Chamath Palihapitiya

Chamath Palihapitiya joined Kara Swisher on the Recode podcast to talk tech. Actually, tech was just a proxy for talking about life. Here are some quotes from Palihapitiya we can disassemble, understand, and use. Software we can install today.

1/ “I’m really good at risk…I’m relatively fearless about money because I never really had money.”

Palihapitiya said this about his time in investment banking. We may not be investment bankers, but this is still good advice. If we don’t get used to something, we don’t think we need it.

In The Hour Between Dog and Wolf, John Coates explains what happens behind the scenes in our minds. We get chemically attached to successes and things, and start to try to get more of them. Coates writes that some traders would reach for trades to make up for losses because they had envisioned and committed to an upgraded house on Martha’s Vineyard. This never ended well. This is part of the reason we suggest a low overhead approach.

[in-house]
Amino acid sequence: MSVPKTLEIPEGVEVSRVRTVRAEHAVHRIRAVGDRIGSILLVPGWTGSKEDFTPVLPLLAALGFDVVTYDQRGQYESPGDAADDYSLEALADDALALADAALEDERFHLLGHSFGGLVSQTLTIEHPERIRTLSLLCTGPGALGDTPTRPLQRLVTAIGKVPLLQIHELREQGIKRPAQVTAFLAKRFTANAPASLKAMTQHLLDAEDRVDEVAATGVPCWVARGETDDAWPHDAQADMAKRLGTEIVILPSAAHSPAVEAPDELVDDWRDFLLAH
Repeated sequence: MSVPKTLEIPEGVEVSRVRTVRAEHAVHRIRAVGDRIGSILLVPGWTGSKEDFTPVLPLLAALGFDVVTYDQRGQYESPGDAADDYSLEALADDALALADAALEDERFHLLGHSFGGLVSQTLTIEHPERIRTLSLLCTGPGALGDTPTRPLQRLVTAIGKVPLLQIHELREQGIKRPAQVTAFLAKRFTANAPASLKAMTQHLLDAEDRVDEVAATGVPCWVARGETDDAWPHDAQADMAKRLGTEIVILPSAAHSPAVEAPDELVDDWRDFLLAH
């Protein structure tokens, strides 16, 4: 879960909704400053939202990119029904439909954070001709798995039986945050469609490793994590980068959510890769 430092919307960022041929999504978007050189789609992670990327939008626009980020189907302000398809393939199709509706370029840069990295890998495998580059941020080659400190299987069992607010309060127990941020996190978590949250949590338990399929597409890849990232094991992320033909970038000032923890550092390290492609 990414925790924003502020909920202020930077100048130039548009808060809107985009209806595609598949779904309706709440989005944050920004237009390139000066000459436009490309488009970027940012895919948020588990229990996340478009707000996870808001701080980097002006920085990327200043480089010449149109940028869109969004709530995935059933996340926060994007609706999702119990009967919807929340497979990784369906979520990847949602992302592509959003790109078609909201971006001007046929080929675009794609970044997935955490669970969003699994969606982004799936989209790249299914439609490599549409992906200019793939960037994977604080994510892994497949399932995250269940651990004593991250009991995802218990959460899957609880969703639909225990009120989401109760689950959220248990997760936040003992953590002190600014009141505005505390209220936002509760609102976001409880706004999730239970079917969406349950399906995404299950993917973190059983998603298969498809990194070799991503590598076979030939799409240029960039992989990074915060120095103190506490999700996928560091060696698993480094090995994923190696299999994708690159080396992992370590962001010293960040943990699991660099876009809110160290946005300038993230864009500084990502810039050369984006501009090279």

Palihapitiya cleared this pitfall, by never running this race. Because he never had anything, he had nothing to lose (or reach to keep).

2/ “Whatever he (Kevin Connor) needs me to do, I’m going to do. (I’d) answer every email…Kevin needed work done and I would do the work, and I keep getting promoted.”

Palihapitiya adds another voice to our theory of career capital. Introduced by Cal Newport in his book, So Good They Can’t Ignore You, it’s the idea that rare and valuable skills require rare and valuable jobs. But you don’t start at rare and valuable, you start at answering every email. You start in the backwater.

In his latest book, Gary Vaynerchuk writes the same thing, that if his kids don’t have the skills they need, he’ll start them at the bottom of the family business that bears his name. Many people start at the bottom, doing whatever is needed.

Terry Gross said, “I was a volunteer at a station of volunteers….there was a lot of peer pressure….it toughens you up, and you learn… it doesn’t feel good but it was effective.”

Sarah Tavel did whatever needed done at Pinterest. Sophia Amoruso did whatever needed done for Nasty Gal.

3/ “In hindsight it (the Winamp source code) was the pin for the grenade that destroyed the music industry.”